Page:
Why is psychiatry a branch of medicine?
I ask that question in all sincerity, and not simply because I have concerns about our society today, but because I’d like an answer.
Is emotional hurt properly the province of doctors?
For generations, the medical profession in a largely uneducated society supplied us with men and women of authority, and for generations, when people went to their doctors, they accepted their word without question — even when the word of those men and women sometimes sent them to their death.
In darker times, the word of a general practitioner was enough to consign a person to a lunatic asylum for the remainder of their natural days, and many decent people were so imprisoned while the family and the doctor split the inheritance between them.
This is the position doctors occupied in Irish society and perhaps it’s about time they were placed under the same spotlight that has exposed the other passport people.
Who am I talking about?
The passport people. The ones you used to ask for a signature on your passport application. The people regarded as upstanding, dependable citizens. Priests. Bank managers. Policemen.
The discredited people.
Today, unlike in Britain, our nearest neighbour, Irish doctors still garner obscene amounts of money from the practice of medicine. Publicly-funded consultants are paid twice as much as their colleagues in the USA, and are also free to supplement this money by practising privately. Family doctors charge fifty or sixty euros per five-minute visit, and pocket most of this money as cash.
The medical profession in Ireland is a gigantic, money-grabbing, tax-avoiding scam.
Furthermore, because our society is so obsequious, these people have managed to avoid scrutiny and have managed to place themselves above question, even though taxpayers’ money has paid for their training. Some of them have such a sense of entitlement, they would seek to sneer at us as they demand our money.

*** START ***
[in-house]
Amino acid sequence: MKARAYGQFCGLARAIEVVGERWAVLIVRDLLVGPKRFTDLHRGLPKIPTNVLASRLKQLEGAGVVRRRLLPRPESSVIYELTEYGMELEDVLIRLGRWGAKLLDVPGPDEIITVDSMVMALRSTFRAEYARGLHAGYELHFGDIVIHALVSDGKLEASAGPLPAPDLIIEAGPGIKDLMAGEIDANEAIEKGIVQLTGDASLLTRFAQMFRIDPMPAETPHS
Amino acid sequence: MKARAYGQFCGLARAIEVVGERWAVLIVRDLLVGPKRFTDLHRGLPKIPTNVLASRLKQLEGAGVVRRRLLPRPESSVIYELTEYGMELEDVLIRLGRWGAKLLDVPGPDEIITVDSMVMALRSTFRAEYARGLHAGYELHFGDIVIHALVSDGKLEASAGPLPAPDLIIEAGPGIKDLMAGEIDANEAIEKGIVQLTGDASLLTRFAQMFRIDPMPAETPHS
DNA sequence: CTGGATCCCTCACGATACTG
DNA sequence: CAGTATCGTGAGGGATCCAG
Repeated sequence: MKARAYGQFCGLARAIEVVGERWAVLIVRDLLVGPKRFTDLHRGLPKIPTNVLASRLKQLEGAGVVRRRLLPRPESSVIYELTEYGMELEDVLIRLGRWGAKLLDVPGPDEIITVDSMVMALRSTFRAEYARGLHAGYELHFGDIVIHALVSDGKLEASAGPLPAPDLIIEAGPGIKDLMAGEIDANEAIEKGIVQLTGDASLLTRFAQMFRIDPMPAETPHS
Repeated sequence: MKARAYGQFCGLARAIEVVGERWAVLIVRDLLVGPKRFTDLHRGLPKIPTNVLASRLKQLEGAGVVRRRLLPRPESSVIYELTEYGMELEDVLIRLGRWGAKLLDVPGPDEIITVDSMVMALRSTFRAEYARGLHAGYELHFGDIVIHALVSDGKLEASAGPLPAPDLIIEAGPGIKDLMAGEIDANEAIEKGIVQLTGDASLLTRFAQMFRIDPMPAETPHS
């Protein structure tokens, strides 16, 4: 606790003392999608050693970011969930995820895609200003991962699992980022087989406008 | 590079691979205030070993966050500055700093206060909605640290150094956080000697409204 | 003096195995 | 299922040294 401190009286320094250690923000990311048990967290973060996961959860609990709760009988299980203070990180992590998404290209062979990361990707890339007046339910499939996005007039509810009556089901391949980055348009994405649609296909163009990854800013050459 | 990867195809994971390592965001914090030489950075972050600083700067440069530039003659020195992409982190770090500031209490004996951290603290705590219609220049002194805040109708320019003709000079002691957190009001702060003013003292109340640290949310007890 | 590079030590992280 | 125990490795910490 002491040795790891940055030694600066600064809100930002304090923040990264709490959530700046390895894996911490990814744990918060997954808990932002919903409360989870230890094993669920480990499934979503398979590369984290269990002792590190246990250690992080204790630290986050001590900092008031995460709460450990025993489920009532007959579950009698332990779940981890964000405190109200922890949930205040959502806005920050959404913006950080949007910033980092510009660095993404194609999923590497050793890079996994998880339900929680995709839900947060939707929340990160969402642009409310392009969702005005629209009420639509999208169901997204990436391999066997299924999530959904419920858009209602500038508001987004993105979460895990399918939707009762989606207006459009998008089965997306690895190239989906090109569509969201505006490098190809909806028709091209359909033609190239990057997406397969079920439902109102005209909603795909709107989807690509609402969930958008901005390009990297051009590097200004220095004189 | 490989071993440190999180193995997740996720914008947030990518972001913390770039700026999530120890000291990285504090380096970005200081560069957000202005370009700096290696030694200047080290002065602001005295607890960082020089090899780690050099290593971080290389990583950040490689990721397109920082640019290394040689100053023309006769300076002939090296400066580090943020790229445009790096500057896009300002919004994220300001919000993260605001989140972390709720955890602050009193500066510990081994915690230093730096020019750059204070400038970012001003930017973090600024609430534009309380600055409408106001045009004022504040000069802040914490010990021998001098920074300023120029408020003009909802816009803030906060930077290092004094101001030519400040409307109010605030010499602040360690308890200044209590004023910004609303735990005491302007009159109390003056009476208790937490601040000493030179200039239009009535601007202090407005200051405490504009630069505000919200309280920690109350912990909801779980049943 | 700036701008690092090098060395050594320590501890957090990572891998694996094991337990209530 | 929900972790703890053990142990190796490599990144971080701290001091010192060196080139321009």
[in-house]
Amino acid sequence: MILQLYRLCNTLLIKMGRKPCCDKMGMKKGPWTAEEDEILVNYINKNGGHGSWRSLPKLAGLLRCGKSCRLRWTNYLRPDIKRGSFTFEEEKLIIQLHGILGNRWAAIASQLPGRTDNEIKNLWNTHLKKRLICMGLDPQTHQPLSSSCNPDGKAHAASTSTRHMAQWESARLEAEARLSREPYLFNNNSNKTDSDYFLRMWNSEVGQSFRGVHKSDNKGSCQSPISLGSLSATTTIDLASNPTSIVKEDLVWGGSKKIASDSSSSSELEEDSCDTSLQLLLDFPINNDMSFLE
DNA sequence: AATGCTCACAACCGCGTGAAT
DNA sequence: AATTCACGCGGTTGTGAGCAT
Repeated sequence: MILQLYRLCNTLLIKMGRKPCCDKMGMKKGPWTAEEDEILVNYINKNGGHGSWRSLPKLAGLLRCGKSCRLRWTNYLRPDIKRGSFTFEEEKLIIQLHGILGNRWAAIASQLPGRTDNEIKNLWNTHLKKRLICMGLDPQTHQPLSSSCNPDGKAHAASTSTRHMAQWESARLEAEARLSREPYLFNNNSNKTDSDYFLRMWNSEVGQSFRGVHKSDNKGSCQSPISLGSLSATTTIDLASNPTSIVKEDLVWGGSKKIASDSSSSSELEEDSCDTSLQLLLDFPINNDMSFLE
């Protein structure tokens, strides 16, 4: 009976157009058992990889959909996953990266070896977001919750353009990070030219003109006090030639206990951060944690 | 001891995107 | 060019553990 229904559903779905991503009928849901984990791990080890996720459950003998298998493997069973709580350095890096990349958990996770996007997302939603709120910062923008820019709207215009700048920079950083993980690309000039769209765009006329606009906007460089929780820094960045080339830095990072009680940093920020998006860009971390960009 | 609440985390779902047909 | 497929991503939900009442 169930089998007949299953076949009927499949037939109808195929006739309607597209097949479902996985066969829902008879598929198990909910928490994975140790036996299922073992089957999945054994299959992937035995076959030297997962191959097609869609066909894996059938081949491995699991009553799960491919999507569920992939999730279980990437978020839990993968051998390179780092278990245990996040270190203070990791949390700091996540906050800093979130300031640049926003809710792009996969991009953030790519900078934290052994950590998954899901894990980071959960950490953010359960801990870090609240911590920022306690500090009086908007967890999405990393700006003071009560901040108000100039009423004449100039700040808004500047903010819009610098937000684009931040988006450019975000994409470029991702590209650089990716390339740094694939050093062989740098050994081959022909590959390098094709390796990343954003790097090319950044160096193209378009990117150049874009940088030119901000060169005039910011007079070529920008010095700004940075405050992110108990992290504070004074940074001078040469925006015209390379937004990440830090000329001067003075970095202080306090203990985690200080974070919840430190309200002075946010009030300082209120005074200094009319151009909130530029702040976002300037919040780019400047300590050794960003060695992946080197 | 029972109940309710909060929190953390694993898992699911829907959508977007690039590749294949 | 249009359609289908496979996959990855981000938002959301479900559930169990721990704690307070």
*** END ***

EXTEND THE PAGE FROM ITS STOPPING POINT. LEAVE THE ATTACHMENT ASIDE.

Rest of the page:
Isn’t it about time we called their bluff, just as we question the politicians, the bankers, the lawyers and the priests?
To return to the point of the post: why are people approaching doctors because they feel depressed?
If you lose your job, you’ll feel depressed. It’s normal. You don’t need pills. You need money.
If your relationship breaks up, you’re going to be depressed. It’s normal and predictable. You don’t need a doctor. you need friends.
If somebody dies, you need no drugs and no doctor. You need to cry and be with your loved-ones.
And yet, for generations, our doctors have been shovelling out tranquillisers and advice to people on matters they know absolutely nothing about, just as they do in many other things. Much like priests.
It seems to me that as our society has abandoned one set of unquestioned oracles – the Catholic priests – it has retained another: the medical profession.
And it also seems to me that our society has applied equal deference, by giving both of these vested interest groups as much as they demand without question.
It’s time to call a halt and turn these people into employees like the rest of us, instead of keeping them in the exalted, unquestioned status they currently enjoy.